EVENTS LEADING TO COMMENCEMENT OF THE CASES AND THE DEBTORS’ GOALS IN THESE CASES
“The Debtors’ current liquidity issues are the result of business trends impacting our recent historical, current and forecasted revenues and cash flows. These trends include a decline in modern sporting rifle sales from 2013 peak levels as well as declines in aggregate handgun demand, and delays in anticipated timing of U.S. Government sales, which includes foreign military sales through the U.S. Government and certain international sales. These trends are expected to continue to put pressure on our liquidity for the foreseeable future.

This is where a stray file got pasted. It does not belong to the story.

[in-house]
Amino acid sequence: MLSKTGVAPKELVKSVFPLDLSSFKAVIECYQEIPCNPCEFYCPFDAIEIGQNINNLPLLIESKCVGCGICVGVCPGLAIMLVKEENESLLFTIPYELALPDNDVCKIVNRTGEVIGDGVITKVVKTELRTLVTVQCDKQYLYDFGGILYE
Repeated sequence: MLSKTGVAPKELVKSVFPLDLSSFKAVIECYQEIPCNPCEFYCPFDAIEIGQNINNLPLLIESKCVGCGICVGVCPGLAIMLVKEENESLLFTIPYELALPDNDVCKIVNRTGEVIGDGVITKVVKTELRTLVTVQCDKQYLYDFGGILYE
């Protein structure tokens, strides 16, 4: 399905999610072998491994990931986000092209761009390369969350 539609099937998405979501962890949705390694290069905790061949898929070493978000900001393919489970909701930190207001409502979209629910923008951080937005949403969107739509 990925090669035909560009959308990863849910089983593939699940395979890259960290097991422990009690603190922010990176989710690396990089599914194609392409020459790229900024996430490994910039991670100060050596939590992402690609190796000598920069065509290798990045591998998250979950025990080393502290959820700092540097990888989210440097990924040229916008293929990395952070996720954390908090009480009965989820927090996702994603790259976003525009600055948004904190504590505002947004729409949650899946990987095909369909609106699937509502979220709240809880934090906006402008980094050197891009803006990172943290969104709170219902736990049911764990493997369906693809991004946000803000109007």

“Management’s plan to mitigate the business risk associated with our increased liquidity challenges include: (i) seeking revenue growth financials across all sales channels, (ii) executing initiatives designed to optimize our performance and reduce costs, (iii) managing inventory levels for positive cash flow by focusing the production schedule on our backlog of firm commitments, and (iv) working closely with U.S. Government regulators to obtain timely approval of international sales. Additionally, while liquidity was improved by the discussed management initiatives and entry into the Term Loan and Senior Loan discussed above, it is clear the Company cannot continue to pay approximately $22 million in annual interest payments on the Senior Notes on a go forward basis and continue to operate as a going concern. As a result, a restructuring of the Senior Notes became one of my top priorities upon being retained as CRO.